Moving Beyond Slide Transitions and Presenting Bullets, One-by-One
When creating presentations in Keynote, adding transitions between slides can break up information, and adding builds to text and images can help with pace and structure. Our students know how to add these, but do they consider why, when, and how they should be used?
We won’t be answering that in this post—but you will learn how to use builds to create animated graphics.
Animating with Shapes and Graphics
We could continue to discuss the importance of having students consider their audience when presenting and how they are designing and animating their lessons. But what if we show them when they add in all the builds and transitions, they can create some really impressive animations. Yes, they could code these in a program like Scratch. But creating an animation in Keynote is another way to develop computational thinking, and with Keynote’s drawing tools there are more ways to personalize.
I started creating an animation in Keynote about the water cycle…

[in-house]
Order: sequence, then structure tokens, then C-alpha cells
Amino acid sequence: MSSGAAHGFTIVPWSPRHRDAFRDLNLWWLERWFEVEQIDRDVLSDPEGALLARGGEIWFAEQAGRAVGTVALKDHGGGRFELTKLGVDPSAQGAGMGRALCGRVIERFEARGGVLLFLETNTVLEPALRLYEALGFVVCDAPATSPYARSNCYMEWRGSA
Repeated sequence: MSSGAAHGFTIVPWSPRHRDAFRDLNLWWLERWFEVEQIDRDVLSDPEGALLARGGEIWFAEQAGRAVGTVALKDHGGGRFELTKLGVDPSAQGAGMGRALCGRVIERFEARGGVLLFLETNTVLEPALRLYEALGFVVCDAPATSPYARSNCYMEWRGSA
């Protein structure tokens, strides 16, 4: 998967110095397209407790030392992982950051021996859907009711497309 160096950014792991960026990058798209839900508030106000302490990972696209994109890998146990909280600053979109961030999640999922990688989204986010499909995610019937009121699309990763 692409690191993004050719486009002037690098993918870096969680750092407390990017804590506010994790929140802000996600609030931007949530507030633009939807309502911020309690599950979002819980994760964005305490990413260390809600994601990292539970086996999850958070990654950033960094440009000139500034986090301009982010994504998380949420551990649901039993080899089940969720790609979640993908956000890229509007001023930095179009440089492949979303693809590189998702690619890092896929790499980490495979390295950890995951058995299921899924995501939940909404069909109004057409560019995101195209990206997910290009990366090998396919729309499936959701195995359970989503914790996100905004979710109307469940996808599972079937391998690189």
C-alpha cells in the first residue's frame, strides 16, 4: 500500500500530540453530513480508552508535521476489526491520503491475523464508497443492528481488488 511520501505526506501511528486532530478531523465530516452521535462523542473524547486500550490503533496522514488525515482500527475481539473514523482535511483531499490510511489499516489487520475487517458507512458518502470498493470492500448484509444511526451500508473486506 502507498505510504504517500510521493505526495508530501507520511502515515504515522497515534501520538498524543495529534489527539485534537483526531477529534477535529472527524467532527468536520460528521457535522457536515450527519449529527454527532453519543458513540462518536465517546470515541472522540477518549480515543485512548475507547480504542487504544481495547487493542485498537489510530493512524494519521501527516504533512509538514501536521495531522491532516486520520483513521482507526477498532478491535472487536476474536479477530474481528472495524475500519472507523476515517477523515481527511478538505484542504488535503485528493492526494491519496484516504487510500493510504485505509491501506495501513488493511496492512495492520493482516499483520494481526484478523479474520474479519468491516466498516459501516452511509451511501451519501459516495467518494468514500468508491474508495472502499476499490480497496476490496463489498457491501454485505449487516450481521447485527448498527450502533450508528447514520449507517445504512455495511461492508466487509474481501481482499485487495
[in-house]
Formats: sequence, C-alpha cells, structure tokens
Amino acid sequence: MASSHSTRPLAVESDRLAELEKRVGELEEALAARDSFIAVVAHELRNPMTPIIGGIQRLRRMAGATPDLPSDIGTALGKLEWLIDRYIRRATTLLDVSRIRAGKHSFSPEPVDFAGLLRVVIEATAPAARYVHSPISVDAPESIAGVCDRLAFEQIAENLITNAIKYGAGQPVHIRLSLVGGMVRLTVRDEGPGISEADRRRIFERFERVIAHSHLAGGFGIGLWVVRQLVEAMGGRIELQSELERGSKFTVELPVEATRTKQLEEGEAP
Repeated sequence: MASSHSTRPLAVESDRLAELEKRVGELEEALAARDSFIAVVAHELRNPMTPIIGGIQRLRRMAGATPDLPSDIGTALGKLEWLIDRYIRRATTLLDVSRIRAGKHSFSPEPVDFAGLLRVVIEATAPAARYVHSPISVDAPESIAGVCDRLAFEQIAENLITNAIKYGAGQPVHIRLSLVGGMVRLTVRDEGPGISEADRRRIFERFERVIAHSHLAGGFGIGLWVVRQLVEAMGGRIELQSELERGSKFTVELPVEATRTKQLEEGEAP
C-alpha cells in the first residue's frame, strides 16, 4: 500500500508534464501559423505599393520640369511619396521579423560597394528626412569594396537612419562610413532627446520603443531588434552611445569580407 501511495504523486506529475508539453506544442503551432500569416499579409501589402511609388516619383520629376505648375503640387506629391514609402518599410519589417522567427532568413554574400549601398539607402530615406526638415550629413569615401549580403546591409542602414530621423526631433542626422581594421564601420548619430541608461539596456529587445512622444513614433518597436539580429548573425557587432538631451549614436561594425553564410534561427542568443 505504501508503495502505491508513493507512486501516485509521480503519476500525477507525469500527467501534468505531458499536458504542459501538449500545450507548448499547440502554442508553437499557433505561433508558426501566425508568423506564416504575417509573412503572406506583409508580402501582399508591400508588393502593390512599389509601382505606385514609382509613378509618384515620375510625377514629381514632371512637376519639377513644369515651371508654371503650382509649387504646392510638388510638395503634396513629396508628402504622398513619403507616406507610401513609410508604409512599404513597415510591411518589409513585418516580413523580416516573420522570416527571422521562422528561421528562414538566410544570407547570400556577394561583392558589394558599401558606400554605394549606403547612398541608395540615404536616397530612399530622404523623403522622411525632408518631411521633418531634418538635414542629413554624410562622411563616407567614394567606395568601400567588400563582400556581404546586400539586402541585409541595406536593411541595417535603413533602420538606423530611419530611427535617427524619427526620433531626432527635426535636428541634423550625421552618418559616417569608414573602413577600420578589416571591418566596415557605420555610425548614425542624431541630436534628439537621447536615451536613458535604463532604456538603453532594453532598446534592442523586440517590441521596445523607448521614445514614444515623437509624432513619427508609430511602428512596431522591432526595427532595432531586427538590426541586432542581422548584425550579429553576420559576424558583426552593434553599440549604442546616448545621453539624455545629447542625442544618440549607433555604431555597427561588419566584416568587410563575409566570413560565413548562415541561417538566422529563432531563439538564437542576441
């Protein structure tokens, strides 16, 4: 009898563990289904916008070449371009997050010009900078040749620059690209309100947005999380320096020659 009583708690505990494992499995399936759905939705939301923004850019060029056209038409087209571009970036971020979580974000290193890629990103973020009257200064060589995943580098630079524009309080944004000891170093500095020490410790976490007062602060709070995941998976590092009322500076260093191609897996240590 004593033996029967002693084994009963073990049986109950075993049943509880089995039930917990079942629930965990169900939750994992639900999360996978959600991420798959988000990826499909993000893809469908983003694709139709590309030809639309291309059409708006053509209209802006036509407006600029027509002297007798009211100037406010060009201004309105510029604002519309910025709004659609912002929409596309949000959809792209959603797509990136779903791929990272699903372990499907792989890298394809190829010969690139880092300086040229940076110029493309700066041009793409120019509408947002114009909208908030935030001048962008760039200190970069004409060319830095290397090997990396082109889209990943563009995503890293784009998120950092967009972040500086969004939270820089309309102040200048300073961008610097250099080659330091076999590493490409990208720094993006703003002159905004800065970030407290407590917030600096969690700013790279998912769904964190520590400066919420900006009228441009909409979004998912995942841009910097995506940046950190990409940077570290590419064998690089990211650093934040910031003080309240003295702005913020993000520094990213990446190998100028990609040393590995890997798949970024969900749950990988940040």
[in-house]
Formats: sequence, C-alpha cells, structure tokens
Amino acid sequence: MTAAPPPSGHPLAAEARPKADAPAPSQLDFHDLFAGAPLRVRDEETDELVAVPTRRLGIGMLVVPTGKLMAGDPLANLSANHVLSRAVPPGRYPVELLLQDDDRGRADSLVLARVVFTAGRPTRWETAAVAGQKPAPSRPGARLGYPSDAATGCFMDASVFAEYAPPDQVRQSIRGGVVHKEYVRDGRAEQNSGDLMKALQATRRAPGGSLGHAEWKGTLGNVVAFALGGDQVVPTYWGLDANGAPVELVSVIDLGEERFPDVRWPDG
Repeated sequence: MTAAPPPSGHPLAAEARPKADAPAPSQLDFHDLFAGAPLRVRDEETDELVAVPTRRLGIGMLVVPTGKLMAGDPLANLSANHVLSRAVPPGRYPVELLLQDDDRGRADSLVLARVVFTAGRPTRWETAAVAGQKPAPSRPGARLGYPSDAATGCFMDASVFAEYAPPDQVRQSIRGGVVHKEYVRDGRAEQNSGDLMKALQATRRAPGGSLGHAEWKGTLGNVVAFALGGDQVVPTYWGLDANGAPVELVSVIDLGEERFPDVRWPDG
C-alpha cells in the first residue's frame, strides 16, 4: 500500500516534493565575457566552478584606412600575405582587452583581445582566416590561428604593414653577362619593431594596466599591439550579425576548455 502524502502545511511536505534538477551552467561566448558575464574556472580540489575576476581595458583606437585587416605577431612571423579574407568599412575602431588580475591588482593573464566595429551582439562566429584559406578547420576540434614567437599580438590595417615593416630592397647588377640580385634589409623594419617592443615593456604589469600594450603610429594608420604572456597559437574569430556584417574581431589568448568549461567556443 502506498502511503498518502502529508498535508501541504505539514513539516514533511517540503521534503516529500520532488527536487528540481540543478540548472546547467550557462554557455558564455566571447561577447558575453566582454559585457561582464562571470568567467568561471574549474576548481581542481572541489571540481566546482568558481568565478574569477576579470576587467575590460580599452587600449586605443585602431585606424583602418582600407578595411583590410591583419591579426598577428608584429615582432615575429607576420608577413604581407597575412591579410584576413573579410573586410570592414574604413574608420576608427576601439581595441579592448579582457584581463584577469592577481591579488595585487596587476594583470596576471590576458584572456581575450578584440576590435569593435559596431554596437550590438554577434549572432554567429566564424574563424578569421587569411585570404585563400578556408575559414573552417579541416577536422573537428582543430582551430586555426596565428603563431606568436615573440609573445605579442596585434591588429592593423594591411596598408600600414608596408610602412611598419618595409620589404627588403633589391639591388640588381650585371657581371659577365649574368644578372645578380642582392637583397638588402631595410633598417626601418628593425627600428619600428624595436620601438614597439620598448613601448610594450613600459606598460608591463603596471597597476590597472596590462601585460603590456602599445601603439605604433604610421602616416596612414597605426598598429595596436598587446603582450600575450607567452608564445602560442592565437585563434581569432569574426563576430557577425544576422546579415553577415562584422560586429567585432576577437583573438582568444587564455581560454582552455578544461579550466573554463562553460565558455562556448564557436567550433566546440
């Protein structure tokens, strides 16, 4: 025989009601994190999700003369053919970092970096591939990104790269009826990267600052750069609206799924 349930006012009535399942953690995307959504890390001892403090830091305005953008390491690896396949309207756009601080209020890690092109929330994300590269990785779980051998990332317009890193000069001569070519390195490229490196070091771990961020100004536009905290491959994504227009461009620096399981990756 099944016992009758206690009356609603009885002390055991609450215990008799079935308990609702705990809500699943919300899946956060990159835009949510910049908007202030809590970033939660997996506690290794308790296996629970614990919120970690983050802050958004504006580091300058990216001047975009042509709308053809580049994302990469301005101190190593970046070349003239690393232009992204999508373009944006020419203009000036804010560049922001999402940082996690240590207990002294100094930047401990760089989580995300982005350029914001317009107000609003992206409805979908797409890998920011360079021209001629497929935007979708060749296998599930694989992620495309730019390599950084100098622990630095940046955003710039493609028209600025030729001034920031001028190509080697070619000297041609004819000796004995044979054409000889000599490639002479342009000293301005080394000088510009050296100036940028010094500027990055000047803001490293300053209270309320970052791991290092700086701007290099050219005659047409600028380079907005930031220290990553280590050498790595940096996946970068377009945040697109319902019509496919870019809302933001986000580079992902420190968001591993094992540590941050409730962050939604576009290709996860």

- Add the shapes (raindrops, lightning bolts, water and clouds)
- Resize & color the shapes as needed
- Place the raindrops in initial location
- Assign the lightning bolts the “pulse” action.
- Assign each raindrop the “move” action and make the lines go straight down
- The puddle is the water shape with a “wipe” build in.
- The raindrops use the “diffuse” build out to fade away.
Once I got that far, I started having fun and spent 15 minutes improving it. My goals were:
- Demonstrate that moisture in the air creates the clouds
- Have a second wave of raindrops fall
If you want to see my 15 minutes of work sped up to under 2 minutes… click here!
My final (for now!) of the rainfall during the water cycle looked like this:
Why should students do this?
Creating animation helps develop computational thinking as students (or anyone) try to problem solve to get their animation to display how they would like and show the information they are intending. Breaking down the steps necessary develops a student’s logic and problem-solving, two skills that are likewise involved in coding.
Once you start, it becomes something fun to tinker with. I imagine I will always keep adding to my Water Cycle/Storm animation because there is something addicting about continually working on it.